Lessons Learned

5 Things I’m going to STOP in 2011

In the spirit of the time honored tradition of new year’s resolutions, I thought I’d share what I’ve decided to STOP doing for 2011 and beyond.

So without further ado, let’s indulge in some modern day voodoo / sympathetic magic / psycho-cybernetics / egotistical self-justifying cathartic mumbojumbo, shall we:

In 2011 and beyond, I will:

  1. STOP underachieving to stay within my comfort zone (see 2.)

  2. I guess you could say that I’m a notorious underachiever. It’s a lazyness an energy conservation kinda thing, I venture. Thermodynamics and all that. I guess being “really good” doesn’t make you “remarkable”, though. I don’t blame anyone but myself, but school and being a slave salaryman for years certainly made me lose the will to live reinforced the path of least resistance in me.

    START stepping way out of my comfort zone by going back to being self-employed, founding and bootstrapping a new startupand moving together with my long-time girlfriend.


  3. STOP working hard at waiting for someone else to pick, deputize, knight or crown me (see 1.)
  4. START taking matters back into my own clammy hands and leave the greasy pole salaryman rat-race. Who’s the boss now? Well, I am. I alone am now responsible for my success – or failure.


  5. STOP only doing what I’m good at (see 1.and 2.)

  6. Just because you’re good at something doesn’t mean you should be doing it. Have you ever thought about that?

    START throwing myself off cliffs, forcing me to learn how to fly whilst falling.


  7. STOP not focussing my time and energy (see 1. 3. and 5.)

  8. Passion comes easy – I seem to have unlimited amounts of it. Focusing it is hard – I have seemingly unlimited interests and fleeting distractions.

    START focusing, disciplining, killing all but one of my pet projects (or at least put them in suspended animation or better yet – put them up for adoption, delegate them or give them away), working towards ONE goal doing ONE thing at a time on ONE project, putting my skin in the game, committing the time and resources, going out on a limb, sticking my neck out and risking failure.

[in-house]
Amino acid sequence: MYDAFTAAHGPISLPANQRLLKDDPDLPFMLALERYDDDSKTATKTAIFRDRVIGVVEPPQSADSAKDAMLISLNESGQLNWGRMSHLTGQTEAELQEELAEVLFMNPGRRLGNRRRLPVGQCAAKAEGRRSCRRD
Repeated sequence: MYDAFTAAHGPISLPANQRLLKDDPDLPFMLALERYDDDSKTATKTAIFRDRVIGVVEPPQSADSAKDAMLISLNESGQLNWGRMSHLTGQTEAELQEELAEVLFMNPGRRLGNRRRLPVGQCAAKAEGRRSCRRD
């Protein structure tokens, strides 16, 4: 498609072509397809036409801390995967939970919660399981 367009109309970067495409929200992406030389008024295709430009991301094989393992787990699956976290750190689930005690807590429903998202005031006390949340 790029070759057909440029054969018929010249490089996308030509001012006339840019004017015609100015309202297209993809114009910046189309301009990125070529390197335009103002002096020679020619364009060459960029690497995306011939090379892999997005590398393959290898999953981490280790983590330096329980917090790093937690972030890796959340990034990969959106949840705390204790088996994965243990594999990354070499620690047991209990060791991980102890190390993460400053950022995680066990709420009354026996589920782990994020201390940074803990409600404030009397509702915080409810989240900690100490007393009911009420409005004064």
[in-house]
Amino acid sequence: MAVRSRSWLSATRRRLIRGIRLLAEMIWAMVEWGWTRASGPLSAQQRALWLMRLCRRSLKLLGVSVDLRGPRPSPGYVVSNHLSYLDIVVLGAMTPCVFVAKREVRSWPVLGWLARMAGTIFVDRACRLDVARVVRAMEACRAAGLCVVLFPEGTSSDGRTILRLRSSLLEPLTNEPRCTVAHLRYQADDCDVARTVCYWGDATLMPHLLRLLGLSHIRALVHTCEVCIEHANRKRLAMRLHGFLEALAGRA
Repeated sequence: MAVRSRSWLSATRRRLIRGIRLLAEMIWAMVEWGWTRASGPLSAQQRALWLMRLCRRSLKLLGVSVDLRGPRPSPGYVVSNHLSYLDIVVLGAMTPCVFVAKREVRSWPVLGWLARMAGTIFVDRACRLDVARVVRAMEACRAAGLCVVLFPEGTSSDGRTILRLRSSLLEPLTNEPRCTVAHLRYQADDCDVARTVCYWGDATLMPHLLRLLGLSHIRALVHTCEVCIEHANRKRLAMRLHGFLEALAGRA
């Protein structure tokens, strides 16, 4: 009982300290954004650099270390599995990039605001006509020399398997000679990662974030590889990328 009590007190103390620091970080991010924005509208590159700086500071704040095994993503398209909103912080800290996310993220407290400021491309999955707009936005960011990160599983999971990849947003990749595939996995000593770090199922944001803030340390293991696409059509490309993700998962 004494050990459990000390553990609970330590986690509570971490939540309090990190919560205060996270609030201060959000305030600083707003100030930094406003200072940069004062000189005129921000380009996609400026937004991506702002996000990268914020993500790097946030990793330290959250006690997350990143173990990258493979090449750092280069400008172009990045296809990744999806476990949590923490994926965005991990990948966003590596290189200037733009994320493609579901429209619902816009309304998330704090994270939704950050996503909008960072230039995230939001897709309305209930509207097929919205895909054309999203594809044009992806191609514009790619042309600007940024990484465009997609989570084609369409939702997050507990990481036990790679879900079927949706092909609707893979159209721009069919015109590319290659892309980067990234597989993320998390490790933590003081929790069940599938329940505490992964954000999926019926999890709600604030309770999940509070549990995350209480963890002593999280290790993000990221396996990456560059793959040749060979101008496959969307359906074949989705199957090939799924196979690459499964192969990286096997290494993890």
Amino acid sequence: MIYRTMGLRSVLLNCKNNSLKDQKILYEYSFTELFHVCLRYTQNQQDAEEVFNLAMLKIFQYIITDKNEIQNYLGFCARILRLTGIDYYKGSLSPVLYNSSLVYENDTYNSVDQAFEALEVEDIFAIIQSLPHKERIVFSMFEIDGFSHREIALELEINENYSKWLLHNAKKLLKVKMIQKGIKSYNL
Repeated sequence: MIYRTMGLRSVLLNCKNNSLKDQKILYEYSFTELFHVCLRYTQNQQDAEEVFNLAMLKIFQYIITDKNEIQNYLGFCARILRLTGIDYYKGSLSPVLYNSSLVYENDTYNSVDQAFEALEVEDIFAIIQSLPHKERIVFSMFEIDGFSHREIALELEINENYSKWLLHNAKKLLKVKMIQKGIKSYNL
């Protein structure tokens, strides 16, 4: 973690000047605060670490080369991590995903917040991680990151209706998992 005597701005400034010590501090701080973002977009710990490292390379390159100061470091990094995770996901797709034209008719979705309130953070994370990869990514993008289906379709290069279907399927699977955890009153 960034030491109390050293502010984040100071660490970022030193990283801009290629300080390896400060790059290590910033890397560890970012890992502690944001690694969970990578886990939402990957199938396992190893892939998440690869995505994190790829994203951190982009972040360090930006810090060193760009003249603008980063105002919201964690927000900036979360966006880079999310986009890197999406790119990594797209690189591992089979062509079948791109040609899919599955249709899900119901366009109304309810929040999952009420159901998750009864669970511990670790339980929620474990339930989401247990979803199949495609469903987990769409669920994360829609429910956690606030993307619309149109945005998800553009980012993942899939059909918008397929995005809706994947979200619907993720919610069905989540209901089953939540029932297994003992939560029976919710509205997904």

9. STOP criticizing (see 3. and 4.)

  10. START giving, helping, praising more than receiving, criticizing, chiding. It’s easy and cheap to be negative and criticize or comment without taking the time to reflect and suggest solutions and improvements. But, as Carnegie reminded us: “Be lavish in your praise and hearty in your approbation.” and as Lincoln said: “A drop of honey catches more flies than a gallon of gall.”. I’m OK, you’re OK. I guess not everybody’s OK, but we’re both OK, OK?

If you catch me relapsing, feel free to verbally abuse and humiliate me in public and on the Internet.

What are you going to STOP doing in 2011?

News, Rants, Social

Twitter muzzled?

UPDATE: Chris Anderson (@TEDchris) was right when he told me that this change would be for the better back in 2009. I accept now in hindsight that my initial reaction was perhaps mostly nostalgic about a future that couldn’t technically and socially exist. As the amount of my followers keept rising, it was becoming self-evident that the changes were needed. Nevertheless, I still feel some of the initial feeling of exciting serendipitous chaos that made Twitter very special back then is gone. I guess I’m still a bit nostalgic. What do you think?

Original post below:

This morning I read a blog post over at Read Write Web (RWW) that caught me by surprise. I recommend you read it too. It seems that twitter has removed what I consider an essential feature in their latest update.

I was so surprised that I wrote a comment in the emotional heat of the moment over at RWW and I decided to republish it here later on. My initial thoughts were as follows:

I’m quite appalled that twitter seems to me to be self confident – if not almost smirk – with removing a setting that potentially alters the mechanics of conversing and discovering on twitter on a fundamental level; In other words making twitter less like, well, twitter.

I find the idea of not listening to 2% of their user base quite grand. Did they do the maths? That’s not a tiny amount of people, is it? My guess is, that there are a lot of the early twitter adopters and evangelists in those 2% too.

Another bet of mine is that most of those 2% are most certainly not confused by the @ reply ‘system’. It’s inaccurate, not threaded and tracked – but who cares? It’s ‘the twitter way’ and some learned to live comfortably with it.

I’m also willing to bet that a much higher percentage was living under the illusion that they were getting every single public tweet from the people they were following and didn’t know that twitter was censoring and deciding what they could and could not see.

As to the topic of context, I personally find parts of the 2008 twitter blog post referred to in the comments over at RWW completely out of touch.

From the post:
“1) You should feel free to @reply people and not worry about it being out of context to some of your followers. In general, they won’t see it.”

To me, twitter is not instant messaging or email. To me, one of the most important aspects about twitter is enabling discovery, stumbling upon new interesting people, sparking curiosity, reading different perspectives. Why take all that away? I’m flabbergasted. Speechless.

Would it hurt too much to just leave the [promiscuous] setting as default OFF, but there to turn ON for the users who are comfortable with it?

Are there economical incentives involving either business plans or prohibitive cost-benefit ratios precluding it? If so, twitter should be up front and transparent about it.

Please bring ‘promiscuous’ back. I don’t want to have to subscribe to the RSS feed of every single user that I’m following in my reader of choice to get the complete unadulterated twitter stream (even from users that may have blocked me).